Estate Planning Tips for Blended Families

April 3, 2020

We tell our clients that when it comes to estate planning, the government already has a plan for your money. In the case of a couple with a lot of liquid assets and one child, that plan is simple: your child gets all your money, minus estate tax. That estate tax is up to 40 percent, depending on the size of your estate, which means your children might be inheriting a lot less than you intended to give them.

But families aren’t that simple. As of 2015, less than half of children lived with both of their biological parents, and fully one in six children in the US lived in what the Census calls “blended families” — families with stepchildren, stepparents, step-siblings, or half-siblings. Essentially, if all of the children in the house aren’t biologically related to both of the adults and all the other children, your family is considered “blended.”

How Inheritance Works in Blended Families

Without a will, your assets will fall to your biological children, no matter how close you feel to your stepchildren. Surprisingly, more than half of American adults don’t have a will, and accidents happen all the time — young people die too, and they still need a plan for what happens to their money.

Unfortunately, a will doesn’t solve the problem either, since it can be changed. Imagine a couple, Spouse A and Spouse B, each with a biological child from a previous partner. If one spouse dies, some of their assets go to the other spouse, while some go to each child. The second spouse, however, can easily change their will so that their remaining assets go only to their biological child, not their stepchild. A will is only binding at the moment of the signer’s death — it can be changed any number of times up to that point.

Better Alternatives to a Simple Will

If you’re raising a blended family, especially one where one parent is the primary breadwinner, you don’t want to leave anything to chance. It can be uncomfortable to bring up topics that imply that you don’t trust your spouse, but it’s better to be prepared than to leave your children or stepchildren with an uncertain future. Here’s what you can do:

  • Take advantage of trusts. There are a lot of different kinds of trusts that might work for your family and your assets, but the most important thing to consider is an irrevocable trust — one whose terms and trustees can’t be altered after they’re set up. You can name all your children, biological and otherwise, as benefactors of an irrevocable trust, then will your entire estate to that trust, thus ensuring that they’ll all get an equal piece of the pie. Or you can create two trusts, one for your spouse and one for your children, and avoid some estate tax to boot. You can even buy assets like a house or stock portfolio in the trust’s name rather than your own — if you never own it, it’s not part of your assets in your will.
  • Choose a responsible trustee. When you’re gone, someone will have to make decisions about what to do with the assets in the trust. Should they be cashed out or left to accrue additional value? Who should get control of which assets? If you envision tension between your spouse and children, it’s a good idea to name a third party (like a family attorney) to manage the trust instead.
  • Anticipate that your spouse will remarry. You trust your spouse completely, but there’s a chance that the next person they marry will feel entitled to some of the assets that your spouse inherits after your death. They may even have children of their own, further complicating the issue. Setting up a trust or series of trusts ahead of time will protect your assets (and your children’s) from such an unforeseen development.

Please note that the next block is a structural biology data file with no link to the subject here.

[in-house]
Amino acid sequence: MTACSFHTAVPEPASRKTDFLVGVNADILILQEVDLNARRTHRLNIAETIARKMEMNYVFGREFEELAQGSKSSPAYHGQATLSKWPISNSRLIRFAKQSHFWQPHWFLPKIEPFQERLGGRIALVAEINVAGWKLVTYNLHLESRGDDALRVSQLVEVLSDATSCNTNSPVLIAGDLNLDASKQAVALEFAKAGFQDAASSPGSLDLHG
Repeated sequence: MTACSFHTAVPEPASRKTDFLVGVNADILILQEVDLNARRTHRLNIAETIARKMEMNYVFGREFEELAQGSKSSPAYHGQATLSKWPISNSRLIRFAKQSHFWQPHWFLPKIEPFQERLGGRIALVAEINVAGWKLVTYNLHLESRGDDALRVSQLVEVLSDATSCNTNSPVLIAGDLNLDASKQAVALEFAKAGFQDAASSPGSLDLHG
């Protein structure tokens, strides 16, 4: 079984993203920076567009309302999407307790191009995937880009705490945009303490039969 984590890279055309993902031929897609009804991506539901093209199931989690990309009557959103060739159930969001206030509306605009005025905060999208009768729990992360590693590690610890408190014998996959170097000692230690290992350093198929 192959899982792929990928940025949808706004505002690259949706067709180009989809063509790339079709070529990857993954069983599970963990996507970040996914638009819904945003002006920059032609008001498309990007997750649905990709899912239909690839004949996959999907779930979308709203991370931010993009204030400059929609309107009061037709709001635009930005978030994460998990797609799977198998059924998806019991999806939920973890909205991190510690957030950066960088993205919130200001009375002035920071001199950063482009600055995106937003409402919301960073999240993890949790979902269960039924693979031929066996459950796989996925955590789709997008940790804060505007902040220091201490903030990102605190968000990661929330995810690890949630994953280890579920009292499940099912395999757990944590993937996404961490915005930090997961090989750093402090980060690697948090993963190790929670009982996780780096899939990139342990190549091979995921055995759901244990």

• Consider leaving some of your assets directly to your children. Traditionally, one spouse’s assets go to the other spouse. When the second spouse dies, assets are inherited by the children. If you want to bypass that process, you can leave a portion of your estate directly to your children. That way, any change of heart that your spouse has between your death and theirs will be less consequential.
  • Have a serious talk about health care and power of attorney. It’s not much fun to think about the end of your life, but a day may come when someone has to decide whether to take you off of life support or pay for expensive cancer treatments. When that day comes, who do you want making that decision? Who do you want to have visitation rights to see you in the hospital? Make these decisions ahead of time and put them into writing to save yourself and your family some serious conflict down the road.

Having Difficult Conversations

Planning for the end of your life is a somber topic, which is probably why so many people put off estate planning — it’s just too sad to think about. But these are some of the most important decisions that you’ll make in your life, affecting your legacy and your children’s lifestyles forever, which is why it’s important to give them careful thought.

At First Western Trust, we have the experience and expertise to walk you through all of your financial options — even ones you might not have thought of. We’ll take into account your assets, your priorities, and your individual goals for what happens to your wealth after you’ve passed on, and we’ll create a plan that’s personally tailored for you. We can’t make the conversations any less uncomfortable, but we can give you the peace of mind that you’re doing the best thing for your family.


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